I have a confession to make. Some days, I wake up and I wish I was 15 again. Not because I was more handsome then – that’s me now. Not because I want to be as popular as I was then – which was not very popular, but then a nerdy type with a volatile temper doesn’t make you that. No, I want to be 15 on some days because at 15, you genuinely don’t have a care in the world. You go to school, come home, do homework, play PlayStation 2, eat dinner, watch TV, go to church, etc. – who you’re going to marry, where you’re going to work, even what A-levels you’re going to story are far from your mind. Now I’m 22, thinking about a career, ministry desires, finding a wife and a host of smaller but by no means less perplexing decisions every day. For a Christian, the inevitable question is, “How do I know whether my decisions are in accord with God’s will?”
The subject of decision-making and knowing the will of God is a contentious one in our day. The rise of hyper-charismatic theology has meant that most Christians are of the conviction that God’s will is discernible through dreams, visions, prophecies, words of knowledge, etc. The problems with such an approach are, I trust, self-evident. (If you’d like to know more about the Bible’s teaching on the spiritual gifts and the work of the Spirit , may I recommend Satisfied by the Promise of the Spirit by Thomas Edgar or Charismatic Chaos by John MacArthur for a good Biblical treatment of this subject)
On the other extreme, some have proposed a scheme where, while eschewing the idea of special revelation in making decision, the aim subtly becomes the reading of providence and ultimately one’s ability to make decisions effectively is dependent on whether they can follow these few steps accurately.
Either way, the problem becomes: “How can I know what the will of God is for me in making decisions?” I will admit that for a long time, I just figured that the safest (and ‘safe’ is seriously top of the reference list) thing was to guarantee in my mind that everything would work out and then make a move (my way, of course). In the likely event it didn’t work, it was a dumb idea to begin with and next time, I won’t even think twice about making a decision, should I be in the same place somewhere down the road. In short – I did something and it didn’t work…so we won’t be doing that or anything next time.
Enter Just Do Something by Kevin DeYoung. Prior to having read this book, I had heard some negative things about this book and others like it. For the most part, I heard two basic criticisms: (1) “He’s saying God doesn’t have a specific will for your life” and (2) “He’s saying just do whatever you want – where’s the careful thought and discernment in that?” Well, I read it – and neither objection I had heard rings true. If anything, this book lays out a liberating, common-sense and empowering view of guidance which I have been personally encouraged by it.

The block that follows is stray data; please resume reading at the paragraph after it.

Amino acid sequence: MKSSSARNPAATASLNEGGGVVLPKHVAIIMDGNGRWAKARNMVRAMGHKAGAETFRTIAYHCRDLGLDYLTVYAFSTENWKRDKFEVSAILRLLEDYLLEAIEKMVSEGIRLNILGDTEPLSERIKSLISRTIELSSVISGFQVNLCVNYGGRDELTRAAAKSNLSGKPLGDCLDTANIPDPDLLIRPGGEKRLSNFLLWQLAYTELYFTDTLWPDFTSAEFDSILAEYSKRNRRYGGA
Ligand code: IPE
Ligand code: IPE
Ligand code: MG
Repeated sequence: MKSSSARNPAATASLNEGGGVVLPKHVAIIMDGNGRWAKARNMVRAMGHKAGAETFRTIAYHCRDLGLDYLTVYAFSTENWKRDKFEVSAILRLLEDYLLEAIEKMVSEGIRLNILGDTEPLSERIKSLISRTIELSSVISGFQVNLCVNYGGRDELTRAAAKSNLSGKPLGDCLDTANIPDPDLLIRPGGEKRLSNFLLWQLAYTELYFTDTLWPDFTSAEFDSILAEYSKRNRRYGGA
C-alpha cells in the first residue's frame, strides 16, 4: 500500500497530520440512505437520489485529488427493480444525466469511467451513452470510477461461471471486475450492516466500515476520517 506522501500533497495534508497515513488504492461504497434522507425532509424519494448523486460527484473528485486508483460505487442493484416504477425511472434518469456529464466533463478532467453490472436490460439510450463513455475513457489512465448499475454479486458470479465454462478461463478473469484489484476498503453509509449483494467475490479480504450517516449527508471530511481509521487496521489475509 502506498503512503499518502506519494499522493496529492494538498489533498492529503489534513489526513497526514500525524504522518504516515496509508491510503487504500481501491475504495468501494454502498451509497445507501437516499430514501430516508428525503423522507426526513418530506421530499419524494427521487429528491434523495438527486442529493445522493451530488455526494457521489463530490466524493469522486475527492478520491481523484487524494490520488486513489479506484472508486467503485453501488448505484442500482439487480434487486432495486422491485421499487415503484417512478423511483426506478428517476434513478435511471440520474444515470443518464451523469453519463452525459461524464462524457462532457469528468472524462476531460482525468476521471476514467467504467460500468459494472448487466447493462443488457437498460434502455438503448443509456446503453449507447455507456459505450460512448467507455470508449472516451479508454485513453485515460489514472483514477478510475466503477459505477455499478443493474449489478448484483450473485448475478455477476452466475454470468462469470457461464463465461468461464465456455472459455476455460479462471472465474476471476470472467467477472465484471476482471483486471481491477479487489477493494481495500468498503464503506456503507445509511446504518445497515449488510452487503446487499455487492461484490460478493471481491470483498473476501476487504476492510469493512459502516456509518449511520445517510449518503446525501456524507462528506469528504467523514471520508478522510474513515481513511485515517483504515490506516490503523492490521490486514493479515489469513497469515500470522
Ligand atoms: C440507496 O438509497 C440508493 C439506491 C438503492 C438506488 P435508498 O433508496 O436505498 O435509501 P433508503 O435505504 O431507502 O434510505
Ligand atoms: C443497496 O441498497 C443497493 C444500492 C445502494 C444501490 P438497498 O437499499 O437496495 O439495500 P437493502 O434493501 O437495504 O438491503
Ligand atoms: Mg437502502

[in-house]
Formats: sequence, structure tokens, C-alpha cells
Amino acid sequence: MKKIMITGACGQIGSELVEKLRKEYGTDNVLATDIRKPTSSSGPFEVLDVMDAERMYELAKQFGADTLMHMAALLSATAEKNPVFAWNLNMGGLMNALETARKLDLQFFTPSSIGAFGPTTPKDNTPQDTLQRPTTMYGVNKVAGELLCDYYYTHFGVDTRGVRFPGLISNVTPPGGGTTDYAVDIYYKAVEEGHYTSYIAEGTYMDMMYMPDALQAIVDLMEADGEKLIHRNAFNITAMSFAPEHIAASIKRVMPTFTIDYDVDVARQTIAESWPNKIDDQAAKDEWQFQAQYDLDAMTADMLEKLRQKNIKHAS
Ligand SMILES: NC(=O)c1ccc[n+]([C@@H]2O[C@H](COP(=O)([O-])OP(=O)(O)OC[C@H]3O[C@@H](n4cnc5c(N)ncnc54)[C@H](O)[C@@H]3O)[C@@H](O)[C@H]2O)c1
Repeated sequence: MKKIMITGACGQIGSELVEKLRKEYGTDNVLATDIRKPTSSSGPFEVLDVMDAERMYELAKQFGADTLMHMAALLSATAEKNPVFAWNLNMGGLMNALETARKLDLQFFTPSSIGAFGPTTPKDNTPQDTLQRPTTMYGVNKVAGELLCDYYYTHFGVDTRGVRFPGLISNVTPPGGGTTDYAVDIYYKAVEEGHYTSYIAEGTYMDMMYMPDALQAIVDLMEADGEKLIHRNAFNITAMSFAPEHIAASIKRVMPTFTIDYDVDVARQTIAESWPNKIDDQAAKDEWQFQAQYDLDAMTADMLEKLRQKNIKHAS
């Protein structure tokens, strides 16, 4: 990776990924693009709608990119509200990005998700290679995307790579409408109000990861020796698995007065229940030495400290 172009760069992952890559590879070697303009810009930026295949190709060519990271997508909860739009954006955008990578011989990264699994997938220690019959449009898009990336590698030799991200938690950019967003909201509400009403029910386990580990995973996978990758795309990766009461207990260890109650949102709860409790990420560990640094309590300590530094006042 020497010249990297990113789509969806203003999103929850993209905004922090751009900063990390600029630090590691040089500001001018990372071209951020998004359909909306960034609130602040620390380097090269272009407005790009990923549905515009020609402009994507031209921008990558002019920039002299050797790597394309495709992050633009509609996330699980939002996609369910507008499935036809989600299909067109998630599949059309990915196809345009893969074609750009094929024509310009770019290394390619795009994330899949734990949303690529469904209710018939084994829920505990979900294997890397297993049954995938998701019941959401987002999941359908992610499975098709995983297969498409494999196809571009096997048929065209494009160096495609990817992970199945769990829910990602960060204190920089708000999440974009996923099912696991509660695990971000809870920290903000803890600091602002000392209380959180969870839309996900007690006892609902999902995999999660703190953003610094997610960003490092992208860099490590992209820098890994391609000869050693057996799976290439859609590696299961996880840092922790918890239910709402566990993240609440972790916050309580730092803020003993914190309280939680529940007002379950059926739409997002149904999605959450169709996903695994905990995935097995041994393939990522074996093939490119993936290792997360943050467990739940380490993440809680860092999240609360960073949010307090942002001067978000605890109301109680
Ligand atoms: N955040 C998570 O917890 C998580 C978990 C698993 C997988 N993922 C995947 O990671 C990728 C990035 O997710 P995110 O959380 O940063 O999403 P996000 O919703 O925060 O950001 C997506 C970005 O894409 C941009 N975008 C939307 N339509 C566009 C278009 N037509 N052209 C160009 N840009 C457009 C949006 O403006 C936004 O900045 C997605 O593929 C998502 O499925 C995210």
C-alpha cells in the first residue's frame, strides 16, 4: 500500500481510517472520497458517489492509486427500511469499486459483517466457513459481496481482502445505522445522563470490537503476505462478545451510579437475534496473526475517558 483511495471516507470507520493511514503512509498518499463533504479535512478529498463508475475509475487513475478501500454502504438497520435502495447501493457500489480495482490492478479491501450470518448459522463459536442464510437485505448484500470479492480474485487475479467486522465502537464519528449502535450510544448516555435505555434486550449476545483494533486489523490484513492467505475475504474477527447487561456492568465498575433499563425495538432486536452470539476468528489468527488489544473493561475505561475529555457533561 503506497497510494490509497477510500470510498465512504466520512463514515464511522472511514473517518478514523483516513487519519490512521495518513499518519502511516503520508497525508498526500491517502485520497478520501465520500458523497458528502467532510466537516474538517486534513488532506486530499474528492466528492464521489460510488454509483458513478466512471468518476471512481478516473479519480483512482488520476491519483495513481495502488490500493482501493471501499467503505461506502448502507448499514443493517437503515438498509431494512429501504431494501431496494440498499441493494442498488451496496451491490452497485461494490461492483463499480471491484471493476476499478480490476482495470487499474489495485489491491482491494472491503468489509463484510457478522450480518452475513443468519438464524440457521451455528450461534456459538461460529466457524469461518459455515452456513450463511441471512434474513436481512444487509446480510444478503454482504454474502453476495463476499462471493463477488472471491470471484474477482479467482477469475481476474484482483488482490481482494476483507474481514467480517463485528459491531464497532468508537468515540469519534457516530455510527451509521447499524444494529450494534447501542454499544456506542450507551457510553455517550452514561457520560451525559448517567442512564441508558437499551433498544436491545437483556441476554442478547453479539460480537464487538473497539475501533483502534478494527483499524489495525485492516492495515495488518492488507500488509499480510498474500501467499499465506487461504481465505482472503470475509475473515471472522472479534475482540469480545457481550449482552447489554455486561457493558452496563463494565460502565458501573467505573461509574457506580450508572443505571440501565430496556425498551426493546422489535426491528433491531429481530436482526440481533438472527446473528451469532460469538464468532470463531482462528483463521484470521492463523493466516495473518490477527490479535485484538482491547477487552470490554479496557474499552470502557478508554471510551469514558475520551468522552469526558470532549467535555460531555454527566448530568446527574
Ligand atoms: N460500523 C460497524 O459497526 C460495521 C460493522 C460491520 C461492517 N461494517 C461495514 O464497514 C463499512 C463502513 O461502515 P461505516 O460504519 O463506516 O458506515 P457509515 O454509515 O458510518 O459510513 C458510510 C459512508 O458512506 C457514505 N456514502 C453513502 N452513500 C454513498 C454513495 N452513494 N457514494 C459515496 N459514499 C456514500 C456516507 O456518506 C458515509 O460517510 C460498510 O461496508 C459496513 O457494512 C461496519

Pastor DeYoung begins with a “State of the World” review, putting the facts on the table and showing that the majority of Christians deeply struggle with “getting on with it” ever chasing after the seemingly elusive “will of God”. Having basically said, “Why aren’t we doing anything?”, the following chapters are very much like Rev. DeYoung putting the kettle on, opening up a Bible and having a chat about what the will of God looks like and how we “find it”. Chapter two deals with the three ways in which the will of God is discussed: (1) God’s will of decree, (2) God’s will of desire and (3) God’s will of direction. DeYoung, in an insightful manner, deals with the relevant texts and then comes to the following staggering conclusion (which I think is right):
This conventional understanding [that there is a specific will of God for every believer and anything less is a fail] is the wrong way to think of God’s will. In fact, expecting God to reveal some hidden way of direction is an invitation to disappointment and indecision. Trusting in God’s will of decree is good. Following His will of desire is obedient. Waiting for God’s will of direction is dangerous.
Dangerous? Seems a little irreverent to say that waiting for God’s will is dangerous – but then that assumes the existence of a “will of God” for every individual believer, anything (I will save that for a future blog post.) With a unique mixture of sarcasm, wit and pastoral concern, DeYoung then lays out an uncomplicated scheme for knowing the will of God. God wants you saved, sanctified, Spirit-led and growing in faith – that’s His will as we find in the Bible. For everything, apply some sanctified common sense and just do something. If it works out, praise the Lord and keep it moving. If not, learn from it, praise the Lord and keep it moving. DeYoung also dedicates a chapter to the big questions which most – if not, all – young people wrestle through – “What about marriage?” and “What should I do after studying (or should I study at all?)”
I honestly enjoyed this book, even though at points, it was painful and felt like my non-risk-taking, safety-loving heart was being dragged through a briar patch. But then, that was the greatest part – stripping back the tradition and letting the Word be the governing principle. You may not agree with his conclusions initially (and judging by its reviews, neither does half of the Internet) but do the spade-work and test what he is saying. I can definitely say you’ll be glad you did.